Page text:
Some incentives for startups were desirable and I am sure would be taken up either in final Budget or during the year.

Ganesh Iyer, Vice President, Just Dial: In my opinion, it’s a very positive Budget and it is laying a foundation for rapid economy growth. The Budget has surely benefited the lower middle class people by increasing the income in their hands. This will lead to greater spending in the economy and, in turn, boost all businesses. The move to provide some income to the farmers and slowly increase that over a period of time is a brilliant idea compared to waiving of farmers loans. Also the tax collection during Modi’s tenure has increased and, thus, making such good moves possible. So overall, I would like to say that it is very positive and effective Budget for development of India.

Abhishek Agrawal, Chief Regional Officer – South Asia, Accion: Overall the Budget a very balanced Budget. With general elections scheduled in a few months, the government has tried balancing many wheels while going for a populist Budget, and also ensuring that they do not lose the grip and go short on fiscal deficit.

No tax on personal income up to Rs 5 lakh is a great move, as it will leave more money in the hands of people and will also increases the taxable economy base over a period of time. Increased allocation for health sector, including allocation for AB-PMJY scheme will enable the better health services for underserved population.

Kris Lakshmikanth, Founder Chairman & Managing Director, The Head Hunters India Pvt Ltd: This is clearly an election Budget. Hence, short term focus. The next government has to bear the consequences. I don't see any worthwhile job generation related initiatives. Income tax ceiling increase up to 5 lakh looks good on paper.

GK Gupta, Vice President - Internal Assurance, Max Life Insurance Company Ltd: In my view, the government has presented a very inclusive Budget addressing expectation of a large spectrum of segment in the society. What is left to be seen is the acid test of keeping the fiscal deficit in the targeted levels of 3.4 per cent. Else, the benefits distributed in the last Budget will tantamount to compromising economy for political gains.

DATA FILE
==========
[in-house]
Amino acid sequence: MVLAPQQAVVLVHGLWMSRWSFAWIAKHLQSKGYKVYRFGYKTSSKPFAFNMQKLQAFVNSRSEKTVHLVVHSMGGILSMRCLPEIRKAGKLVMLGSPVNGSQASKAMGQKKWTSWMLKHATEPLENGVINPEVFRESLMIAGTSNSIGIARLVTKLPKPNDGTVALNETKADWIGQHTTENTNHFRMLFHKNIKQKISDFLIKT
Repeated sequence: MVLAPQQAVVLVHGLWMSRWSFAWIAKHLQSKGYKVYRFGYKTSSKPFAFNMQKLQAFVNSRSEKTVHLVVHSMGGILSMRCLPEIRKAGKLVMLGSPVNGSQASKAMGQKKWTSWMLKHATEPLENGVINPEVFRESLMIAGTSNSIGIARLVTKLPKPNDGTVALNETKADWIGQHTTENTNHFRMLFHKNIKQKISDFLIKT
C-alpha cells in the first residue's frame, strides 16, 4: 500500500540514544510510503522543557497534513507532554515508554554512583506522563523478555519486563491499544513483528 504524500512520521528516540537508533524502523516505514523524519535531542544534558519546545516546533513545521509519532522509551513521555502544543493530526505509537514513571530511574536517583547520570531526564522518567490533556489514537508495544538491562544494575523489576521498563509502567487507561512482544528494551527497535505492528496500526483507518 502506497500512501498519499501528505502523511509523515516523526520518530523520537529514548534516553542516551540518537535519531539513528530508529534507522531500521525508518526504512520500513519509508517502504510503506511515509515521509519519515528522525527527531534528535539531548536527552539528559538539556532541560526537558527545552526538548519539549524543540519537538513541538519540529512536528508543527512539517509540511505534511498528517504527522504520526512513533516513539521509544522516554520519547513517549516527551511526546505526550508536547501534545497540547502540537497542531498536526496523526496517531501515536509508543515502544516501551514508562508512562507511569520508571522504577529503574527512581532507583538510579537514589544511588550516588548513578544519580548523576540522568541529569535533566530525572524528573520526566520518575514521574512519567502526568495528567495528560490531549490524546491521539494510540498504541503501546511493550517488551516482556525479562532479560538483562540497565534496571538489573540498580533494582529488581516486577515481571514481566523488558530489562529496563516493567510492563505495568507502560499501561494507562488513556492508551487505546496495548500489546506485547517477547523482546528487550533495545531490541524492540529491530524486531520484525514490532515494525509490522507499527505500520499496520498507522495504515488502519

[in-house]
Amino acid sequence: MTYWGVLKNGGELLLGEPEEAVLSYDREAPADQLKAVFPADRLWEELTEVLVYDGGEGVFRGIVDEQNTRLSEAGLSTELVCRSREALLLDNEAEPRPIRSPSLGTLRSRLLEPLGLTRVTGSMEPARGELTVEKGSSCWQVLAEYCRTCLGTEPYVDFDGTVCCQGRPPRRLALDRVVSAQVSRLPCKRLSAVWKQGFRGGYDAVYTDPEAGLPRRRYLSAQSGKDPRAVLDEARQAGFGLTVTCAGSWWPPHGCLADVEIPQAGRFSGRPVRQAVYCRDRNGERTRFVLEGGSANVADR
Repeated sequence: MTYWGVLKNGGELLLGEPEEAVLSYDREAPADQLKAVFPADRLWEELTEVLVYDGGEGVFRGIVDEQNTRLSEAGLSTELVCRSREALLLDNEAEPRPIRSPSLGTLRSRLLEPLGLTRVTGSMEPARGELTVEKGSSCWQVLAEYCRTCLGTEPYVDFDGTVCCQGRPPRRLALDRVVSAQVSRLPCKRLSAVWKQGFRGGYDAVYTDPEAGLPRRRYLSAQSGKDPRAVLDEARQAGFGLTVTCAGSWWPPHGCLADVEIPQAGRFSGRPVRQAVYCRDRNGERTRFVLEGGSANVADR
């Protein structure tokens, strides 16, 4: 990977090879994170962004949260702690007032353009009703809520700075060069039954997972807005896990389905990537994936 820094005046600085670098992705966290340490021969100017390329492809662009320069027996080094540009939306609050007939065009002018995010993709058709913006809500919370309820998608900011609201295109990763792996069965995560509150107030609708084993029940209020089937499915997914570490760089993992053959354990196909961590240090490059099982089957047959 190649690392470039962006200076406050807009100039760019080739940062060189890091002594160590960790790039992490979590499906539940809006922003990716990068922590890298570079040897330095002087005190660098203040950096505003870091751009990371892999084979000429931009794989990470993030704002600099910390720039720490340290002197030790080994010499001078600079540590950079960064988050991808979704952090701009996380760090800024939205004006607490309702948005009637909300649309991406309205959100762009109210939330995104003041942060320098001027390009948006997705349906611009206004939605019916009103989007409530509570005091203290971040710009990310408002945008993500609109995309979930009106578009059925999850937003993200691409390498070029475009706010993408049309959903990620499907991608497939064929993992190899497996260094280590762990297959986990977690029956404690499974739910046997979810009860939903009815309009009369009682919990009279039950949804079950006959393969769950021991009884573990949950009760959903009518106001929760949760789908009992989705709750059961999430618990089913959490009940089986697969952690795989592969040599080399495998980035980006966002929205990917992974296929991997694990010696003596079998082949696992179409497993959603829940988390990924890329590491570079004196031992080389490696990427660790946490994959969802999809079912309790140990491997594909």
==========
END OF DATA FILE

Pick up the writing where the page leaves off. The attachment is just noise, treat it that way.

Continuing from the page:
S Sundararajan, COO, Real Soft (Intl) Pvt. Ltd: Though the attempt to make the Budget voter-friendly cannot be ruled out, yet it is a welcome Budget. The effect is going to be favourable towards building a more optimistic future for the country. Evidently, the measures of the past Budgets and risky initiatives should have given a comfortable wallet and the message is clear that more and more compliance by all - on their own or by order - will only lead to more comfort for all. Though the quantum of Rs 500 per month can be debated, it signifies an acknowledgement that the farmer is important. The taxpayer should find it gratifying: they did their job of filing their returns more sincerely and the grateful government appreciated it readily. And, the pension for the unorganised sector employees is truly a recognition of the plight of those people. Overall, I think this Budget individually acknowledges each group of country builders and assures a joint walk with them.